Earthquake Science Still a Shaky Business

The magnitude 5.8 earthquake that rattled the East Coast of the United States in August caught everyone – even geologists – by surprise. But even when there’s reason to think an earthquake could be around the corner, scientists still can’t make good predictions.

It’s been 200 years since big earthquakes rocked the New Madrid Seismic Zone, a fault system that runs down the central U.S. through parts of Illinois, Missouri, Kentucky, Arkansas and Tennessee. The region has had plenty of smaller quakes since then, but no one can really say when the next big one might be.

The New Madrid earthquakes of the winter of 1811 to 1812 have become the stuff of legend. They were so powerful, the story goes, they made the Mississippi River run backwards.

“It was what we call a thrust fault,” says Susan Hough of the U.S. Geological Survey in Pasadena, California. “And it came up to the surface beneath the river and actually created a stair step in the river bottom, to where it set up waves that went coursing back upstream.”

According to Hough, much of what we know about those early quakes comes from first-hand accounts, like this one written by future United States president Zachary Taylor, who felt the shaking 370 kilometers away in Louisville, Kentucky.

The sight was truly awful: houses cracking; chimneys falling; men, women and children running in every direction – in their shirts – for safety and a friend of mine was so much alarmed as to jump (out) of a window and was very much hurt.

Hough’s calculations put the largest New Madrid earthquake at about 7.0, the same magnitude as the January 2010 earthquake in Haiti. The official USGS estimate is 7.7.

The problem is, scientists can’t predict when, where, or even if another earthquake will happen.

Northwestern University geophysicist Seth Stein doesn’t expect another big quake at New Madrid anytime soon. He and others have been using GPS technology to measure how the ground moves – or deforms – along active faults.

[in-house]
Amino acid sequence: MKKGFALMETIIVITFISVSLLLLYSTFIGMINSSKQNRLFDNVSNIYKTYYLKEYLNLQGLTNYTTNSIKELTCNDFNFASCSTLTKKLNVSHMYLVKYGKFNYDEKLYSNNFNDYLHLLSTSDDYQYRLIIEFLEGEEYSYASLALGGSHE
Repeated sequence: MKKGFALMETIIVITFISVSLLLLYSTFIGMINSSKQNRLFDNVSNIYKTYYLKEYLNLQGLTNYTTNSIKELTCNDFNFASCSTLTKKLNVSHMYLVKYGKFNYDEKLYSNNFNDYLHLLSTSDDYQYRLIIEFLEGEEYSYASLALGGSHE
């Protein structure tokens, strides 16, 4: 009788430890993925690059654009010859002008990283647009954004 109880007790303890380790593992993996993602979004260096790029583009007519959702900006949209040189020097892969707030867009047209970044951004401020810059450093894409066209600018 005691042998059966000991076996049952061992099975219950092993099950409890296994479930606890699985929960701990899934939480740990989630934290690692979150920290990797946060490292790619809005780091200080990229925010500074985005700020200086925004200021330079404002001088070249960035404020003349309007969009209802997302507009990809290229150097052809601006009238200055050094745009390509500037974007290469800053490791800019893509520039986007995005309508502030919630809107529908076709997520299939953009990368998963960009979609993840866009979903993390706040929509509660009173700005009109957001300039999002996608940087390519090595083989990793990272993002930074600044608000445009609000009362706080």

“Now, normally the way earthquakes work is that you store up energy, the ground deforms before a big earthquake – kind of like stretching a spring – and then it snaps, and you have an earthquake,” Stein says.

That warping of the ground has been measured in California, Alaska, Oregon, and Washington – along every U.S. fault where we think a big earthquake is on the way. So that’s what Stein and his colleagues expected to see when they started taking those same kinds of GPS measurements at New Madrid.

To their complete surprise, they saw absolutely no motion of the ground. Stein says part of the explanation could be that seismic zones in the middle of a continent seem to behave differently from those in places like California, where the huge plates that make up the earth’s surface thrust up against each other.

“Faults in the middle of the continents will be active for short periods of time geologically, maybe a few thousand years, and then they’ll turn off and be inactive for times, and then start up again,” he says. “So it looks like we may be seeing the end of one of those cycles.”

But many other geologists don’t agree. Robert Williams of the USGS in Colorado says you can’t ignore the past. The earthquakes 200 years ago liquefied the soil underground, blasting jets of wet sand out onto the surface.

“There’s been some great science done, with geologists digging into these 1811, 1812 sand blows, and then, lo and behold, discovering evidence for older sand blows caused by earthquakes of about the same magnitude as the 1811, 1812 sequence,” Williams says.

They realized that before 1811, there had been quakes in about 1450, and again before that, in 900. Williams says that pattern of very large earthquakes means another big one could be on the way.

“We can’t predict earthquakes. So the geologic record is really the strongest piece of evidence we have to remain concerned about earthquakes there in the New Madrid region.”

Experts hope by the time the next big quake does hit the region, we’ll be ready for it.